At Storm ID, we have a list of Quality Assurance (QA) tickets that are included in the delivery phase of every project. The list may be lengthy, but everything in it is important for ensuring that we deliver the best possible site and that nothing is missed or forgotten.
These QA tickets include things like:
- 500 error page
- robots.txt file
- canonical links
- xml sitemap setup
- site not in debug mode
This is just a small sample of the QA tickets. While almost all of them are completed before the QA checklist is reviewed, it is still a time consuming and manual process to go through each ticket, check it, and mark it off as done.
We were looking for a way to automate our QA checking for Umbraco projects and then along came Umbraco 7.5 and, with it, Umbraco Health Checks.
What are Umbraco Health Checks?
Umbraco Health Check is a dashboard provided in the developer side of an Umbraco site build. This dashboard highlights 14 different checks which are spread over six categories:
- Data Integrity
- Live Environment
Developers use the Umbraco Health Check dashboard to ensure that your website is configured in alignment with best practices.
Running these Health Checks on your website will return a message detailing whether a problem was found in the code.
These built-in checks already cover some of our existing QA tickets such as Inline Macro Errors, Debug Compilation Mode, and Trace Mode.
You can access the full list of Health Checks within the official documentation.
However, we still have many of our own QA tickets that are not covered under Umbraco’s set of health checks. Fortunately, Umbraco allows you to add in new Health Checks within the Developer tab.
Storm QA Health Checks
Umbraco provides documentation to help you get started with writing your own Checks. There are two different methods for creating them: Configuration Checks and General Checks.
Each new Health Check is a class with a HealthCheck attribute attached. The attribute contains some basic information: a unique ID, a name, a short description, and a group name for the Health Check to sit in.
We started with a group called Storm QA and then began adding in a bunch of our own checks.
Configuration vhecks are nice and easy to implement and they allowed us to quickly target a number of our QA tickets. We inherit from AbstractConfigCheck and then the class uses XPath to check for the existence and value of a configuration setting. This can be within the Web.config (Web.Release.config, etc.), or the files within the Config folder (i.e. umbracoSettings.config).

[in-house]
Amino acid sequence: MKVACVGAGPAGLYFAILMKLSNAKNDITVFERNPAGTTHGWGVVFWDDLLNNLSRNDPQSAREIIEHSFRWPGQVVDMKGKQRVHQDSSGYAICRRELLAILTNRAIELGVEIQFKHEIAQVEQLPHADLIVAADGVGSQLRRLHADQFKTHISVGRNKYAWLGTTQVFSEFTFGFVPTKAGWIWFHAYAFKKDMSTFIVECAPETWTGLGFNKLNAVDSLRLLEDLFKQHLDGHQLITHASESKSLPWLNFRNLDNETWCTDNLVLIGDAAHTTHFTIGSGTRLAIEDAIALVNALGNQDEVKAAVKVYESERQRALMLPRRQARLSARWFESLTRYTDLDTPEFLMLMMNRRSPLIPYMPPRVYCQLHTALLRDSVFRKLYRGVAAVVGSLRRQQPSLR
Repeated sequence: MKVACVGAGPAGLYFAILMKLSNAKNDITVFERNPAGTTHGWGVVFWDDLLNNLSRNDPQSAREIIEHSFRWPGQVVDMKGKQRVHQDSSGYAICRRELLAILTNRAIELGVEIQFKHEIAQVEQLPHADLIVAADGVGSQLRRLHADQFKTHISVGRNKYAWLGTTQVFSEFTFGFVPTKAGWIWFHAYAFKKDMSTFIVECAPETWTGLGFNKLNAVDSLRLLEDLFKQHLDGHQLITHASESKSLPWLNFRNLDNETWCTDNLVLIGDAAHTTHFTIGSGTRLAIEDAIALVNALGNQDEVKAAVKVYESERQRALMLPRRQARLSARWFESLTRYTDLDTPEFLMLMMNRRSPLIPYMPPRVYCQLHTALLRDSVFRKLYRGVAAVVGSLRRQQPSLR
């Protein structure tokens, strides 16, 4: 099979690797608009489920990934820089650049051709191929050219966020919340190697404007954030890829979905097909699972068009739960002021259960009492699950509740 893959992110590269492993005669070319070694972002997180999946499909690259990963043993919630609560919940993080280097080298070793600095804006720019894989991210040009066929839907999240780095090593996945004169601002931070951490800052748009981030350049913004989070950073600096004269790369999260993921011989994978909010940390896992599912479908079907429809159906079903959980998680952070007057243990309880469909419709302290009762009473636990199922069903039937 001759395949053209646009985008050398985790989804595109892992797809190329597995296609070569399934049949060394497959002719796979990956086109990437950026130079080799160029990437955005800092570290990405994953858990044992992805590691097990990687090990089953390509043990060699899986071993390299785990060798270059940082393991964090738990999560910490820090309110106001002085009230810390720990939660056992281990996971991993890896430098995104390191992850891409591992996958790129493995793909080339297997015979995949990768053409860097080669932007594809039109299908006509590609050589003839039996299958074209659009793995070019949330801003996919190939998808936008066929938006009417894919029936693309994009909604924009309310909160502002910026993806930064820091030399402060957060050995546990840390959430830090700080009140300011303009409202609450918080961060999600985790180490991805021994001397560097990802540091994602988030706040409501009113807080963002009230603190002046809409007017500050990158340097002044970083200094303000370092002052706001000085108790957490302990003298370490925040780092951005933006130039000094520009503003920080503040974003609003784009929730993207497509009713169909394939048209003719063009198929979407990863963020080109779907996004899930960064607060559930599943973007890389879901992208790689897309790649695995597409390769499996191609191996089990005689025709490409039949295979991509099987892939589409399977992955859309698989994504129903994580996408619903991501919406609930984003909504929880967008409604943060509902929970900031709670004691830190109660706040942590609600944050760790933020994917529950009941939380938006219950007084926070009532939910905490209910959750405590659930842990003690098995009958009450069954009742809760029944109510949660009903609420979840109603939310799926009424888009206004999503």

Some of the checks that we have added include:
- Ensure that the error404 value in umbracoSettings.config is set (and it has not been left at the default value on 1)
- Check that the default Umbraco URL Tracker is disabled
- Values are set for Blob storage and image caching
- Google Maps API keys
Just as important as the above, we have further checks running on the web.release.config and web.debug.config files. These make sure that connection strings, API keys and general key values are removed before they are deployed to QA and production environments. We don’t want developer configuration to make its way to the QA and production environments.
Configuration checks also allow you to have a default value for settings, with an option for the administrator to “Fix” any issues. When using this feature, Umbraco will give the administrator the option to re-write the setting if it does not match what is expected. While this feature is good, we have decided not to use it. Our main reasoning for this decision was that it could have resulted in changes being made to settings for the production site that haven’t been tested locally by a developer, or checked into source control. The decision was taken to have the warning in place, and then let the developer fix the issue locally and test before deployment.
A General Check takes a little more setup, but is flexible in allowing the developer to create any text they choose. Once again, there is a great example within the Umbraco documentation, and this time you inherit from Umbraco.Web.HealthCheck.HealthCheck.
We have implemented some General Checks to ensure that canonical links are correct within the site. The check will look at the Home Page and the Landing Page (both with and without query string parameters) to see if the canonical links match the expected values.
We check for the existence of a 500.html error page (both the actual file in the folder and hitting the page with a web request).
We have other General Checks running and the list is being added to all the time.
We are still in the process of incorporating other QA tickets into Storm QA Health Checks. There are also other plans to see if we could start using it to check content within a site. Could we use it to check and report back on pages that don’t have OG or Twitter Card metadata defined?
As good as the Health Checks are, previous versions of Umbraco still relied on a user accessing the Developer Dashboard and clicking a button to run them. Umbraco 7.7, however, has the added benefit of Scheduled Health Checks. This will allow Umbraco to send out an email or push Health Check results to a Slack channel. While there is no admin interface to configure these scheduled checks, Umbraco has provided a method to configure this via a new HealthChecks.config file.
Configuring Health Checks to run after every deploymenet means we can get rid of the manual QA task to run the checks.
The future of developing websites in Umbraco, in any case, looks bright. We’re continually reviewing and revising our processes here at Storm ID to get the most from the software we’re using and Umbraco is no different. It will certainly be interesting to see the scope of Umbraco’s Health Check capabilities as we continue to further incorporate our own checks and tests going forward.